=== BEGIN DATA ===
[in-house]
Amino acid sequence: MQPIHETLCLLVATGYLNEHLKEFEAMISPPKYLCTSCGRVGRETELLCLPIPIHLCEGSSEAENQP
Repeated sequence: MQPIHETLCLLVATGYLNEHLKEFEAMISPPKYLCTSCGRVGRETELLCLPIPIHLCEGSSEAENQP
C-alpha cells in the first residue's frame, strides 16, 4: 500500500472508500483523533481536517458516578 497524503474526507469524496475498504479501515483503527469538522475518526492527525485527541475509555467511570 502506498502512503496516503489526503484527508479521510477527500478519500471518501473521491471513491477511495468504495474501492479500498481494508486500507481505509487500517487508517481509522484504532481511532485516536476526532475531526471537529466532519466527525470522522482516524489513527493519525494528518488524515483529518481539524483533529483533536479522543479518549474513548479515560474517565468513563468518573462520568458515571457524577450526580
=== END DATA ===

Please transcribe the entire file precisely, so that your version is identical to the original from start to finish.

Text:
[in-house]
Amino acid sequence: MQPIHETLCLLVATGYLNEHLKEFEAMISPPKYLCTSCGRVGRETELLCLPIPIHLCEGSSEAENQP
Repeated sequence: MQPIHETLCLLVATGYLNEHLKEFEAMISPPKYLCTSCGRVGRETELLCLPIPIHLCEGSSEAENQP
C-alpha cells in the first residue's frame, strides 16, 4: 500500500472508500483523533481536517458516578 497524503474526507469524496475498504479501515483503527469538522475518526492527525485527541475509555467511570 502506498502512503496516503489526503484527508479521510477527500478519500471518501473521491471513491477511495468504495474501492479500498481494508486500507481505509487500517487508517481509522484504532481511532485516536476526532475531526471537529466532519466527525470522522482516524489513527493519525494528518488524515483529518481539524483533529483533536479522543479518549474513548479515560474517565468513563468518573462520568458515571457524577450526580